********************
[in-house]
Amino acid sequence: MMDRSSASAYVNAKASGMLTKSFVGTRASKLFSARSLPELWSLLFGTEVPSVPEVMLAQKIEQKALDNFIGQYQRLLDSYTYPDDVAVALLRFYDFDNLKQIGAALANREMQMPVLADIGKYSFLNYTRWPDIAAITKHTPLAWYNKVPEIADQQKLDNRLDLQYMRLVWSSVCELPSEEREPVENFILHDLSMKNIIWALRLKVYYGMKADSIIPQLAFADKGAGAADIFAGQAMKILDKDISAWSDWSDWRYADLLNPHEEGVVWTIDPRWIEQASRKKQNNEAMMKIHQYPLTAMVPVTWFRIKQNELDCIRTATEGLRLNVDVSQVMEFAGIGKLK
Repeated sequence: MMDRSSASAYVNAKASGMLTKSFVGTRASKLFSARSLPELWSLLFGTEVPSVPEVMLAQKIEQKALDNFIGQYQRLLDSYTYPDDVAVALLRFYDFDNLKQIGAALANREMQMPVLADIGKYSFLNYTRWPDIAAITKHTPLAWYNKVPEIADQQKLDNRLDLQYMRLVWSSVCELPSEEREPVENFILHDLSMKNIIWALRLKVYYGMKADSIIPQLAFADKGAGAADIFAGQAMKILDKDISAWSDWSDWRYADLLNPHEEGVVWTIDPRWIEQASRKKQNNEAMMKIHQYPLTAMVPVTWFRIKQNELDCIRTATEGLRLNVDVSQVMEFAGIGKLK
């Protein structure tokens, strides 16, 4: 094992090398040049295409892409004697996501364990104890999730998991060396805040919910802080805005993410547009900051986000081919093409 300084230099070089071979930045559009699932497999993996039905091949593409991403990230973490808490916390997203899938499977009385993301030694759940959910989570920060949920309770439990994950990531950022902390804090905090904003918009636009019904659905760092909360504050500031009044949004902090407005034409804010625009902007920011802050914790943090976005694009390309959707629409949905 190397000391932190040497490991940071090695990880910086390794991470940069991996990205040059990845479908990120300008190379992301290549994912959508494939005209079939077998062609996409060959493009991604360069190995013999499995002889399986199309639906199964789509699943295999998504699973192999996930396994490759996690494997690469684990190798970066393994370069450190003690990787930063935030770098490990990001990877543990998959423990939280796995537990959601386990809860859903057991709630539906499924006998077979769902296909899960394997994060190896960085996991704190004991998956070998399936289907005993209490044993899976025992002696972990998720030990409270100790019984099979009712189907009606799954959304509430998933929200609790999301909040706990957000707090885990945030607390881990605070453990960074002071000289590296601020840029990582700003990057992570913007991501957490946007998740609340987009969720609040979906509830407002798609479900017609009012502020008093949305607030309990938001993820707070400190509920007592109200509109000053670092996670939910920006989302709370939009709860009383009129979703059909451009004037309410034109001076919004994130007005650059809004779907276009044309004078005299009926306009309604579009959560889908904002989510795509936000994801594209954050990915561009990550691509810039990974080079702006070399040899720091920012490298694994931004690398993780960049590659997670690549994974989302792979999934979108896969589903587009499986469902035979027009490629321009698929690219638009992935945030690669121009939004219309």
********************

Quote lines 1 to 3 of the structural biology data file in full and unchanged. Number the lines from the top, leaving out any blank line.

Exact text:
[in-house]
Amino acid sequence: MMDRSSASAYVNAKASGMLTKSFVGTRASKLFSARSLPELWSLLFGTEVPSVPEVMLAQKIEQKALDNFIGQYQRLLDSYTYPDDVAVALLRFYDFDNLKQIGAALANREMQMPVLADIGKYSFLNYTRWPDIAAITKHTPLAWYNKVPEIADQQKLDNRLDLQYMRLVWSSVCELPSEEREPVENFILHDLSMKNIIWALRLKVYYGMKADSIIPQLAFADKGAGAADIFAGQAMKILDKDISAWSDWSDWRYADLLNPHEEGVVWTIDPRWIEQASRKKQNNEAMMKIHQYPLTAMVPVTWFRIKQNELDCIRTATEGLRLNVDVSQVMEFAGIGKLK
Repeated sequence: MMDRSSASAYVNAKASGMLTKSFVGTRASKLFSARSLPELWSLLFGTEVPSVPEVMLAQKIEQKALDNFIGQYQRLLDSYTYPDDVAVALLRFYDFDNLKQIGAALANREMQMPVLADIGKYSFLNYTRWPDIAAITKHTPLAWYNKVPEIADQQKLDNRLDLQYMRLVWSSVCELPSEEREPVENFILHDLSMKNIIWALRLKVYYGMKADSIIPQLAFADKGAGAADIFAGQAMKILDKDISAWSDWSDWRYADLLNPHEEGVVWTIDPRWIEQASRKKQNNEAMMKIHQYPLTAMVPVTWFRIKQNELDCIRTATEGLRLNVDVSQVMEFAGIGKLK